Blame it on my upbringing, but I believe we all have something to give – whether it’s wisdom, advice, talent, time, money, or sometimes just the courtesy of opening a door or smiling.  Everything you do has a ripple effect. So when you enhance the lives of those around you, you are improving the area in which you live, and more importantly, impacting generations to come.  If we could only remove labels and pre-determined judgments and give each person and each situation a pure chance, we could accomplish so much more together. And this is also true in business. When organizations from different industries collaborate and work alongside each other for a common goal, cross-pollination happens, networks expand, ideas bloom, and revenue potential grows. So many organizations want more money or more exposure, but they also want to stay in their comfort zone and do things the way they always have. Progress just doesn’t work like that. So I gain great joy in trailblazing new connections, campaigns, and revenue streams for my clients. It is definitely not easy work, but the transformations are incredible to see.

I find it takes a village to raise a family, especially in today’s fast-paced world. Do you agree? Who is in your village?

For a long time, I tried to do everything on my own. And while this may be a reality for all of us during specific times of life, perhaps due to the circumstances we were born into, a failed relationship, relocation, or death of a loved one – connection and communication leads to balance and a well-rounded life. So, if you don’t automatically inherit a village, I encourage you to open up, reach out, and build it, keeping one thing in mind: whether comprised of relatives or friends, the composition and contribution of your village fluctuates – it changes based on your values, goals, and personal and professional growth.

My precious “GGP” (aka my great-grandpa) is certainly the chief of my village. He, along with my stepdad, came into my life only seven years ago, and they are a reliable, consistent source of wisdom and strength – I can’t imagine life without them. My mom is a strong woman who has dedicated her life to serving the community – and that is an inspiration. My mentor Gordon Quan has taught me more than I could ever imagine, and there are two or three other friends near and dear to my heart that allow me to vent, cry, celebrate. They accept me exactly as I am.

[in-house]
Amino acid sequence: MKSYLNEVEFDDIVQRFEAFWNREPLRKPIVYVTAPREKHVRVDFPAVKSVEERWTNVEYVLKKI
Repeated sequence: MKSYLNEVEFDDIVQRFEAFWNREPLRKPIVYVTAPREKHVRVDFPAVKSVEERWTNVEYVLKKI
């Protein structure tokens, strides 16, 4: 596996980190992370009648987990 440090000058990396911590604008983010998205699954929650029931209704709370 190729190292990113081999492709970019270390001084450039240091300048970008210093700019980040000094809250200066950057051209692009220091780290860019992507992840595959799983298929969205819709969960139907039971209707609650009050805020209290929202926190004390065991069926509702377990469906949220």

You mentioned that we all have a story. We all have faced obstacles and overcome them while on our journeys. What advice would you give to those moms out there trying to do their best?

For me, going from one child to two after so many years of quiet, routine, and a bit of freedom demanded major adjustments to my mindset and schedule.  Tripping over toys, hearing the screeching sound of a temper tantrum, enduring my teenager’s mood swings while I act as her personal Uber driver due to her schedule being almost as hectic as mine, paired with client expectations and my own to stay in shape, have a clean kitchen, achieve more professionally, and oh, wait – have a personal life? – is enough to make me lose it on a weekly basis.

I quickly learned earlier this year that I just cannot run properly unless I invest time each day to “fill up” and get emotionally and mentally grounded. So I would suggest identifying what you need to do for yourself in order to remain full, strong, and positive.

Through trial and error, I realized that I am far more focused, productive, and resilient when my day begins with coffee, songs of gratitude, silent reflection, prayer, and affirmations. So who has time for this, right? I don’t always wake up before the kids do because I am actually really tired. So oftentimes, I have to get breakfast going, line up some educational videos for Isaac (thank goodness for Little Baby Bum), and then grab my coffee and step away for a moment. I listen to an Australian band called Hillsong. Their music has completely transformed my life. A lyric from one of their hit songs, “Seasons,” is my saving grace on most days:  “Oh how nature acquaints us with the nature of patience…” I remind myself that no matter what is going on, good or bad, happy or sad, healthy or sick – this is a season. So I must do what is necessary to carry on.

A few poster-size sticky notes are on the wall I see when I first wake up, so I can set my focus before I interact with the world. Before I go to bed, I see them again. So if negative thoughts, worry, fear, doubt, or distractions arise, I read those messages out loud and set my intention again before I catch some zzz’s.

And above all else: each day, I work to acknowledge my worth. On most days as a mom, no one gives you a gold star – although you deserve one. I remind myself that my contributions, my effort, and my work, while not complete, have resulted in progress, and that is worth celebrating.